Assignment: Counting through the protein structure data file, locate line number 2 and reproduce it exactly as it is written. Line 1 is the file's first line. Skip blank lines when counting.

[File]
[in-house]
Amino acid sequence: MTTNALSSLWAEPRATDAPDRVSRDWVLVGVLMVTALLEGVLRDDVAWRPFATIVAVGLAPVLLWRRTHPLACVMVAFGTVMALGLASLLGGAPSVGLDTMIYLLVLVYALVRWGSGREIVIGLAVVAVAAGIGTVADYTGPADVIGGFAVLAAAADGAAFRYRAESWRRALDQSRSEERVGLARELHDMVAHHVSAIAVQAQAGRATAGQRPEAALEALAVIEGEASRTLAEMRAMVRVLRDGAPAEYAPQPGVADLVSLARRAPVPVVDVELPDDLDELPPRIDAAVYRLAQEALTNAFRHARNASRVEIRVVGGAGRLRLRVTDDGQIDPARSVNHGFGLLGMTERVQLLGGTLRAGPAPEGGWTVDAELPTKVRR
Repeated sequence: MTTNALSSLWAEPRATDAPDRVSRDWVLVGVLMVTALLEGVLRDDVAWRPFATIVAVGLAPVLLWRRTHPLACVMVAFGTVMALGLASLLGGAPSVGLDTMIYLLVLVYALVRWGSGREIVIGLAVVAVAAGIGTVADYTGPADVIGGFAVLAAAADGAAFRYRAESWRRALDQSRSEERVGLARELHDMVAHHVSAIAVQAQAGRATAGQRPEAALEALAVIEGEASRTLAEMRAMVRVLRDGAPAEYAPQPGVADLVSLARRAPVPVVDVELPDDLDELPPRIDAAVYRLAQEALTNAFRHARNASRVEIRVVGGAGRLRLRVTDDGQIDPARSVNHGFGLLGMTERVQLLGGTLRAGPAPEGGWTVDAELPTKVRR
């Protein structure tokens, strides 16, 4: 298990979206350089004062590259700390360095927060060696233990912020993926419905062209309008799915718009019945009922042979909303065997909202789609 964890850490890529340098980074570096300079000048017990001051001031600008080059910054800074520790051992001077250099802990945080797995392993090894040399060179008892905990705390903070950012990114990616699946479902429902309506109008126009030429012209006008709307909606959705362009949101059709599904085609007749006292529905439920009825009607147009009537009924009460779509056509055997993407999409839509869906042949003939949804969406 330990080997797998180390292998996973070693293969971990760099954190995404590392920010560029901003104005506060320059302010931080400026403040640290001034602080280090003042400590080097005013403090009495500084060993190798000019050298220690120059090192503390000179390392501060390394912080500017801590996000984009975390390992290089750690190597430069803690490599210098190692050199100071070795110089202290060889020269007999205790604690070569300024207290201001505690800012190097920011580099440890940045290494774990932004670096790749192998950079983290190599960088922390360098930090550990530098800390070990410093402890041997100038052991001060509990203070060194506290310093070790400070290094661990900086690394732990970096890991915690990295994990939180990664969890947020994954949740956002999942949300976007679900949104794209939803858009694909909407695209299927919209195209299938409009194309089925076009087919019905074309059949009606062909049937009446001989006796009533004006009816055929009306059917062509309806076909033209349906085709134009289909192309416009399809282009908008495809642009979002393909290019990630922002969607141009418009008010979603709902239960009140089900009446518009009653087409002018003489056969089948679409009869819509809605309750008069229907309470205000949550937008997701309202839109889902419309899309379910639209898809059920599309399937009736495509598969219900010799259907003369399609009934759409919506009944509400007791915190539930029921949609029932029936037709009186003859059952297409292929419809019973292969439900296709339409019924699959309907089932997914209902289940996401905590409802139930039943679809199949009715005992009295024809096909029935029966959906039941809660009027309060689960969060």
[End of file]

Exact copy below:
Amino acid sequence: MTTNALSSLWAEPRATDAPDRVSRDWVLVGVLMVTALLEGVLRDDVAWRPFATIVAVGLAPVLLWRRTHPLACVMVAFGTVMALGLASLLGGAPSVGLDTMIYLLVLVYALVRWGSGREIVIGLAVVAVAAGIGTVADYTGPADVIGGFAVLAAAADGAAFRYRAESWRRALDQSRSEERVGLARELHDMVAHHVSAIAVQAQAGRATAGQRPEAALEALAVIEGEASRTLAEMRAMVRVLRDGAPAEYAPQPGVADLVSLARRAPVPVVDVELPDDLDELPPRIDAAVYRLAQEALTNAFRHARNASRVEIRVVGGAGRLRLRVTDDGQIDPARSVNHGFGLLGMTERVQLLGGTLRAGPAPEGGWTVDAELPTKVRR